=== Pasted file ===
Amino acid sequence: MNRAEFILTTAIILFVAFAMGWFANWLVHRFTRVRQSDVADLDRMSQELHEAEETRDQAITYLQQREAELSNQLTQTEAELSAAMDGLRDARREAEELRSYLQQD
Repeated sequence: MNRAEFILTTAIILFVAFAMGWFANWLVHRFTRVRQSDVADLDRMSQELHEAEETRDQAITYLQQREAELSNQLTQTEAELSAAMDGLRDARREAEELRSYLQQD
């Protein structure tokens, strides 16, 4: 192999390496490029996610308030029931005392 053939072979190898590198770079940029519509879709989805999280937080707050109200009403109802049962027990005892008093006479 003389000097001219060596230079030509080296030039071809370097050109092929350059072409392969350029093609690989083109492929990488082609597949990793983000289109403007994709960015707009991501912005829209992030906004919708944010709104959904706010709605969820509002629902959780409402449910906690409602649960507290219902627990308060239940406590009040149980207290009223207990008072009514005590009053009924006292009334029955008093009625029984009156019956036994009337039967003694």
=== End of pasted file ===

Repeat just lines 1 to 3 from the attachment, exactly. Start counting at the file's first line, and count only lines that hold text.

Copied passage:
Amino acid sequence: MNRAEFILTTAIILFVAFAMGWFANWLVHRFTRVRQSDVADLDRMSQELHEAEETRDQAITYLQQREAELSNQLTQTEAELSAAMDGLRDARREAEELRSYLQQD
Repeated sequence: MNRAEFILTTAIILFVAFAMGWFANWLVHRFTRVRQSDVADLDRMSQELHEAEETRDQAITYLQQREAELSNQLTQTEAELSAAMDGLRDARREAEELRSYLQQD
């Protein structure tokens, strides 16, 4: 192999390496490029996610308030029931005392 053939072979190898590198770079940029519509879709989805999280937080707050109200009403109802049962027990005892008093006479 003389000097001219060596230079030509080296030039071809370097050109092929350059072409392969350029093609690989083109492929990488082609597949990793983000289109403007994709960015707009991501912005829209992030906004919708944010709104959904706010709605969820509002629902959780409402449910906690409602649960507290219902627990308060239940406590009040149980207290009223207990008072009514005590009053009924006292009334029955008093009625029984009156019956036994009337039967003694």